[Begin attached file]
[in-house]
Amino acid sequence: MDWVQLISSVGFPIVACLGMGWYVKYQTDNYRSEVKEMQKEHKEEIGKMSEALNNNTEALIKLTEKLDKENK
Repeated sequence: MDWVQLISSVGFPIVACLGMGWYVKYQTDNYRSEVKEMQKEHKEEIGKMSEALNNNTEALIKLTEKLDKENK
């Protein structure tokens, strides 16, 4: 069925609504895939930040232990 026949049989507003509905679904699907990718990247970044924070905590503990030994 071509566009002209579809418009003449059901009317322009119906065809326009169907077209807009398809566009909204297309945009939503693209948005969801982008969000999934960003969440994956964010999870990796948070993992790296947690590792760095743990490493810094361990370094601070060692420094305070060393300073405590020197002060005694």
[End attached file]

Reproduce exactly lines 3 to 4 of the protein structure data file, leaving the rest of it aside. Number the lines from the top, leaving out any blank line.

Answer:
Repeated sequence: MDWVQLISSVGFPIVACLGMGWYVKYQTDNYRSEVKEMQKEHKEEIGKMSEALNNNTEALIKLTEKLDKENK
């Protein structure tokens, strides 16, 4: 069925609504895939930040232990 026949049989507003509905679904699907990718990247970044924070905590503990030994 071509566009002209579809418009003449059901009317322009119906065809326009169907077209807009398809566009909204297309945009939503693209948005969801982008969000999934960003969440994956964010999870990796948070993992790296947690590792760095743990490493810094361990370094601070060692420094305070060393300073405590020197002060005694």